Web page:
avoidance: Land beyond the Heavy aircraft’s touchdown
point, or rotate prior to the Heavy aircraft’s takeoff point. Try
to stay above and/or upwind of the preceding aircraft’s wake.
Enroute: Avoid flight behind and below heavy aircraft, especially
those flying slow (approach speeds) with a clean (or minimum flap)
configuration, even a momentary wake encounter could be
hazardous. If a heavy jet is observed above you on the same track
(same or opposite direction), adjust your position laterally;
preferably upwind. Depiction of aircraft information, provided by an aircraft’s
Vortices drop at a rate of 500 feet per minute and when they reach transponder, as displayed on the controller’s screen.
ground effect in a calm wind condition they move laterally from
each wing tip at a speed of 5 knots. Vortices can trail down as
much as 1000 feet and 10 miles behind the aircraft that generates TCAS
it. Best defense…AVOID!
As a General Aviation pilot, you’re probably wondering “what does
TCAS have to do with me?” First of all, knowing the basics of TCAS
Transponders will assist you when flying in congested areas shared by larger aircraft
and you’ll realize how important it is to have your transponder on.
Private pilots can help ATC by installing a transponder in their Secondly, collision avoidance technology is finding its way to the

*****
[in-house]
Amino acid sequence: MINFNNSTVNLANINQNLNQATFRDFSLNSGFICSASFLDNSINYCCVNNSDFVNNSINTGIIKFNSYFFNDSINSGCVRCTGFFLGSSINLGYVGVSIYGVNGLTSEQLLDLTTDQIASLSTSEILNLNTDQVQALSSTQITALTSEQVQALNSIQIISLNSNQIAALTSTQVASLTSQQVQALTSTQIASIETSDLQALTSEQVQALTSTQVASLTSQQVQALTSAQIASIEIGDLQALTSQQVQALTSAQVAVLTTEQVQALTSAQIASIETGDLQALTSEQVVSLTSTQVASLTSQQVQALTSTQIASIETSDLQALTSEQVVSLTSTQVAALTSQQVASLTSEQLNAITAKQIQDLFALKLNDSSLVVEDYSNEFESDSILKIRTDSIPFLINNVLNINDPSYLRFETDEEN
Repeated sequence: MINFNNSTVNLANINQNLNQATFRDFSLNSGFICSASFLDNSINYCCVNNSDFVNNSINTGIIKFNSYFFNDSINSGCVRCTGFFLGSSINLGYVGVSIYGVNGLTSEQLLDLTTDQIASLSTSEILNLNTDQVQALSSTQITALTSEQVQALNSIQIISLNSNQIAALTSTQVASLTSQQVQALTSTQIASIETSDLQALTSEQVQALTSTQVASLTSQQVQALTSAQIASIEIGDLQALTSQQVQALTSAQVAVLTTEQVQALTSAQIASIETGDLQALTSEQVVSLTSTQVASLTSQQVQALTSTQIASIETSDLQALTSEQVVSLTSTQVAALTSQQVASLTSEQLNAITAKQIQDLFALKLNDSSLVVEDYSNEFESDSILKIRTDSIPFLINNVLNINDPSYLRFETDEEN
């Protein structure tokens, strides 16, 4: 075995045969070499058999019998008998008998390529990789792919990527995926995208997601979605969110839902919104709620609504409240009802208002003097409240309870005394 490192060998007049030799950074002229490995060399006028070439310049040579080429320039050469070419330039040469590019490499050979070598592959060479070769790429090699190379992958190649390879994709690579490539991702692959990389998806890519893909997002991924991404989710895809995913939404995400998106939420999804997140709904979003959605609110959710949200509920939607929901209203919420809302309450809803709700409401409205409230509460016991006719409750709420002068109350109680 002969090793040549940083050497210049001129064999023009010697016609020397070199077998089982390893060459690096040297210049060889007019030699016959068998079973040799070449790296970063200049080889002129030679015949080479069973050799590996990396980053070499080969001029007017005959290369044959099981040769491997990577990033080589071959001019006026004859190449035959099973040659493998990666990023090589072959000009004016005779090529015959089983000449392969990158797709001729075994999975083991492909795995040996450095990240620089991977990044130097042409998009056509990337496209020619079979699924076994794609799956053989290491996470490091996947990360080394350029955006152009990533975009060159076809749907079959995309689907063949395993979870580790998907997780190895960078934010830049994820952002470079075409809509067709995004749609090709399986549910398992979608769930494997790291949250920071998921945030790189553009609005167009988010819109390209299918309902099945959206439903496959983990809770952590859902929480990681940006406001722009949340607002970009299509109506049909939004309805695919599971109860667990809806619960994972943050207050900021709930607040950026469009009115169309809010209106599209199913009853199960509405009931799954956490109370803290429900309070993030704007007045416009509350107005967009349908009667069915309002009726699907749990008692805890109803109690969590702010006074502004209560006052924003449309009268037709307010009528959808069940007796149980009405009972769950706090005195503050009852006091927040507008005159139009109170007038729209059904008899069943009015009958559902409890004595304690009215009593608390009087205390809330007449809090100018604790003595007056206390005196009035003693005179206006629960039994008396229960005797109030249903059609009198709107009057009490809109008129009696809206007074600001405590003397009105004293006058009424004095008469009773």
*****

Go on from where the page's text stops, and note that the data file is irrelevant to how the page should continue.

aircraft. The difference between a non-transponder equipped General Aviation market and is becoming more capable and
aircraft and one with a transponder is substantial. Transponders affordable.
make the radar signature “size” of a Piper Cub the same as a C-5
Galaxy. If you have a transponder (preferably with “MODE C”
altitude encoding), USE IT. Many pilots turn the transponder off Airliners and larger commuter aircraft with passenger seat capacity
when leaving terminal areas to “save” its useful life. There are two greater than 30 are now equipped with TCAS. In order for TCAS to
dangers in this practice. One danger is you become less visible on provide alerts and advisories, the conflicting aircraft must have an
the controller’s radar scope, and the other is the possibility of operational transponder. A Resolution Advisory (RA), which is the
forgetting to turn it back on at your destination. A final active vertical guidance provided by TCAS, requires the conflicting
thought…your operative altitude-encoding transponder can help aircraft to have Mode C altitude reporting capability. TCAS is blind to
Traffic Alert and Collision Avoidance System (TCAS) equipped aircraft without a transponder or with their transponder turned off.
aircraft see and avoid you.
Example of a TCAS display.
52 Fighter Wing Flight Safety
Comm: (49) 0656561-6543